Die Sonne genießen. N'Jumo, Orientalisch Kurzhaar.

On learning German: translation challenges

Some time ago in the underground I overheard a conversation between a girl with socks decorated with avocados and a guy with a postage-stamp tattoo. The girl mentioned her German course and he got the idea to improvise a translation quiz. It went approximately like this:

Guy (opening the girl’s notebook with the list of words she learned so far): So, how would you translate “silent”?

Girl: I think it’s “still”.

Guy: No, not in that sense – not in the sense of “mute”, either – no, maybe “quiet” would be a better word…

They took at least two underground stops to agree on which meaning of “silent” should be translated to German. I had to get out at my stop and I still don’t know if they succeeded 🙂

I am often in similar situations when I have a word in English or Italian in mind, and need to find its German equivalent. Unlike the other languages I know, there is rarely a 1:1 match, and the search for the appropriate translation becomes a quest full of surprises: how many translations are there for Blatt? See this post from Your Daily German! And how many for Anhänger? Check Wiktionary, and find out that it can mean either “trailer”, or “party member”, “fan”, and even “pendant”… And what about Gewalt? It is translated with either “power” or “violence” – I found it dangerously ambiguous at first, but then realised that “Gewalt” then automatically includes the possibility of misuse, which sounds to me a healthy warning sign.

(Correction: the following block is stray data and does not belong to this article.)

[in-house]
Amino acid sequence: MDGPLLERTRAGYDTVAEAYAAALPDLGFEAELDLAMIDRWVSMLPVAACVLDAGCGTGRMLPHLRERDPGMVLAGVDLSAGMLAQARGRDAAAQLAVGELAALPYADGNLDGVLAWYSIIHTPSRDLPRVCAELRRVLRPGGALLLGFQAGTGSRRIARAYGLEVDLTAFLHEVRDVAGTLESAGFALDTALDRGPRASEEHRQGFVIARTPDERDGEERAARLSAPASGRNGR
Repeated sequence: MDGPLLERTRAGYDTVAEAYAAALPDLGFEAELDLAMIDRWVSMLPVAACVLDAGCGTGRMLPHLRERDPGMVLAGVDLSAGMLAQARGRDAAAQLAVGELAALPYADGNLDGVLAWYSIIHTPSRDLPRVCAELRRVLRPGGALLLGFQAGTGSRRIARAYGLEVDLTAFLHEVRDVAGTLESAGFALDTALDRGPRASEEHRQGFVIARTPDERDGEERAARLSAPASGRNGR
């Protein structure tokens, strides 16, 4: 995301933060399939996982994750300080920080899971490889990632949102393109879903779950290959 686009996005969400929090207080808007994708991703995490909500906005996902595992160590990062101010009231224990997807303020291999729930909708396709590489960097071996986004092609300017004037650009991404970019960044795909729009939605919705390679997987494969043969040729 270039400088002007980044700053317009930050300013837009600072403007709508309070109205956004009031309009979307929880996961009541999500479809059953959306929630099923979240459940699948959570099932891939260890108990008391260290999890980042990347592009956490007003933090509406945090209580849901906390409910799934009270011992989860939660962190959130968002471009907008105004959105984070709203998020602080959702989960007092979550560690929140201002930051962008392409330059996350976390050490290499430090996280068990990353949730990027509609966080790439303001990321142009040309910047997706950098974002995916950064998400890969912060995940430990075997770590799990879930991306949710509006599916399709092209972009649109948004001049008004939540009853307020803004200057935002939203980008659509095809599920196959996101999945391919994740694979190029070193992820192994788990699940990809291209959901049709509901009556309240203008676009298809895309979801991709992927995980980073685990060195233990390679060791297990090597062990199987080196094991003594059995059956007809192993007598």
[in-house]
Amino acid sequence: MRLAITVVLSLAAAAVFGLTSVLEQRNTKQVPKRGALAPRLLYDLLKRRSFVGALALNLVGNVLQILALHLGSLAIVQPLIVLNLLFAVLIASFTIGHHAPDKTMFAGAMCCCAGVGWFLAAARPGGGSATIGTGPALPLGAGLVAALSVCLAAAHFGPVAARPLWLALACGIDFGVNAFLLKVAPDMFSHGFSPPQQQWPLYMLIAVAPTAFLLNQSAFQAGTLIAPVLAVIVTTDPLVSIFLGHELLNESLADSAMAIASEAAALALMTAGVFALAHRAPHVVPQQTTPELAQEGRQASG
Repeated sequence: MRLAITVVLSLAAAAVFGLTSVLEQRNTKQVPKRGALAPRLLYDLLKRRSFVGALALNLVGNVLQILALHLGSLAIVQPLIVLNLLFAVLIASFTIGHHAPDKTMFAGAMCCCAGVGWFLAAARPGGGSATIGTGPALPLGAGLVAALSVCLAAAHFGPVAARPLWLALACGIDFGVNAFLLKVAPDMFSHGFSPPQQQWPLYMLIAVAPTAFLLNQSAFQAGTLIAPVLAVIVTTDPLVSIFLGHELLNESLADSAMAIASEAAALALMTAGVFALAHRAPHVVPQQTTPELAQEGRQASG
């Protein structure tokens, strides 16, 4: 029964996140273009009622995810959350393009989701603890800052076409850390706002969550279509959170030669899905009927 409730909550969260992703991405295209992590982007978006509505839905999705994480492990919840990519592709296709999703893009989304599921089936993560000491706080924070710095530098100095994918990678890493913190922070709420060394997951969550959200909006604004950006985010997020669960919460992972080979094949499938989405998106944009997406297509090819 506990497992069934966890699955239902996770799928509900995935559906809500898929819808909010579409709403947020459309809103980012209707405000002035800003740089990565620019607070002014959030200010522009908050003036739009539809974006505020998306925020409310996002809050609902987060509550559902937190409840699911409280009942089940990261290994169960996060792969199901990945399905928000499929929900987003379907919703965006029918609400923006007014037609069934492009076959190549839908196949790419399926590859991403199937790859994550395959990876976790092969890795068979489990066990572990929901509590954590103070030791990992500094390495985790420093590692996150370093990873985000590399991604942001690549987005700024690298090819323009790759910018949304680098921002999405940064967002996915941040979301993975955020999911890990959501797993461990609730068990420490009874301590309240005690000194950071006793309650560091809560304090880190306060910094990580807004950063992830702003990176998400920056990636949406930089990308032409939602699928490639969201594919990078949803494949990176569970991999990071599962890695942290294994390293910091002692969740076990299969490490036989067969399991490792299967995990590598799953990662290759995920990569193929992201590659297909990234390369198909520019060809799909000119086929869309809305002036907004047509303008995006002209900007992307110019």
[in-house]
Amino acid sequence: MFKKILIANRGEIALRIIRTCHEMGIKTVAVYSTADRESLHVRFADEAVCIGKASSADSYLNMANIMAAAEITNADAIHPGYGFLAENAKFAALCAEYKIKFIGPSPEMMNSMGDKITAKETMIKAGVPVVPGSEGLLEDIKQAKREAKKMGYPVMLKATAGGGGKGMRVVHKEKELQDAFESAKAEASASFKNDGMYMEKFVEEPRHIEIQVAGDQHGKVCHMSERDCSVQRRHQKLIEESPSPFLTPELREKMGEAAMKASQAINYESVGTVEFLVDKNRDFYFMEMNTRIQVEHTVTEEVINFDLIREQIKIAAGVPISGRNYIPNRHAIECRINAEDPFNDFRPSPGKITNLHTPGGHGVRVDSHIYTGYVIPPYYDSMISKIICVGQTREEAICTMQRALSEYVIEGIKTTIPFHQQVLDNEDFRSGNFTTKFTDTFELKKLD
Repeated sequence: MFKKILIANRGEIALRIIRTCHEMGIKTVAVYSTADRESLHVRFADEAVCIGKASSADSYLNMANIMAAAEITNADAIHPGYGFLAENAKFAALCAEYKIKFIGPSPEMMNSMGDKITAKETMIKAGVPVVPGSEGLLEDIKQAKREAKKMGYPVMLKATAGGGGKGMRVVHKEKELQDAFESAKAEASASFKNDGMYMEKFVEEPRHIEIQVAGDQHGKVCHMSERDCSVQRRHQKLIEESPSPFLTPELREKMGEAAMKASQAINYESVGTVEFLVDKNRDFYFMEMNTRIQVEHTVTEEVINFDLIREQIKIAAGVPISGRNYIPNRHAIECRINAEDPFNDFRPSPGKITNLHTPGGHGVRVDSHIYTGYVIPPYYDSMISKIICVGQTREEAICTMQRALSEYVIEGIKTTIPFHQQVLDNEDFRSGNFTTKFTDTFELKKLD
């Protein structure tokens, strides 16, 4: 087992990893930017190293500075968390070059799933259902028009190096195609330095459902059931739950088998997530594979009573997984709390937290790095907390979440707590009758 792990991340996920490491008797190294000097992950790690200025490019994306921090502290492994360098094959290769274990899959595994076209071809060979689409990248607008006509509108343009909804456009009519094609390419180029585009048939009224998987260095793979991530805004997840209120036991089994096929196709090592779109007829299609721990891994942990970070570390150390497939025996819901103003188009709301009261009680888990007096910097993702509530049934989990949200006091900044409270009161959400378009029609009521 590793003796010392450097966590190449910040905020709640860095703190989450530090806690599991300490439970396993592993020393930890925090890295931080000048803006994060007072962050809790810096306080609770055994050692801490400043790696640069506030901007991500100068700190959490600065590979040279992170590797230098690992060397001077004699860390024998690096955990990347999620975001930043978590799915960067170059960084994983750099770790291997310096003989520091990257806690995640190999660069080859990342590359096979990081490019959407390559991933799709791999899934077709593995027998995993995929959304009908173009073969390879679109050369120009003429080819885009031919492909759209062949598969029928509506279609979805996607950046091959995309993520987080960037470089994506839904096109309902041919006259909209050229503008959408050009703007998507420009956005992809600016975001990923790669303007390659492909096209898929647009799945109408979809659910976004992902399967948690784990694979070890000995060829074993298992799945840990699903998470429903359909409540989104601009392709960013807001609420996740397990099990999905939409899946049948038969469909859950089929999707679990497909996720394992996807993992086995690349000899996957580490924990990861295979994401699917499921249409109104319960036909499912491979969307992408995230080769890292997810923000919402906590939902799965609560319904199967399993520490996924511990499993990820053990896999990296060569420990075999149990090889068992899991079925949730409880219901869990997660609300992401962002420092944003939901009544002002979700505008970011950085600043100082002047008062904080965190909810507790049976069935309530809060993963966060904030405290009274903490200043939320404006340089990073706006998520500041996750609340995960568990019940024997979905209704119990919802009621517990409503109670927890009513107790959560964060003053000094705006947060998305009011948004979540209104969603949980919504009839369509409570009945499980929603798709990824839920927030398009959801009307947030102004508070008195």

My journey with German is then at the same time a journey of re-discovery of my known languages. I discover how German chooses words according to the functionality, and that apparently distant concepts look suddenly close, like in a perspective trick. French and Italian have less apparent connections among words, also because Latin and Greek roots are much more common and they don’t show their meaning so clearly as German does. As an example, I laughed a lot when I learned that “isosceles” is translated in German as gleichschenkelig – literally “with the same legs”. An isosceles triangle is “same-legged”! Then I checked what “isosceles” means, and it’s the Greek word for precisely “with the same legs”…

I like travelling in the meaning of words across languages. Sometimes I discover different points of view on a given topic, or the effect of a grammar rule that sometimes forces words to get a nuance they won’t get otherwise (I think mostly of grammatical gender). I think I didn’t get that 3D effect when I learned Italian and French, because they are very close, and I learned English mainly by translating 1:1. German doesn’t allow that so easily, and I am glad to be required to change my mindset and expand my views.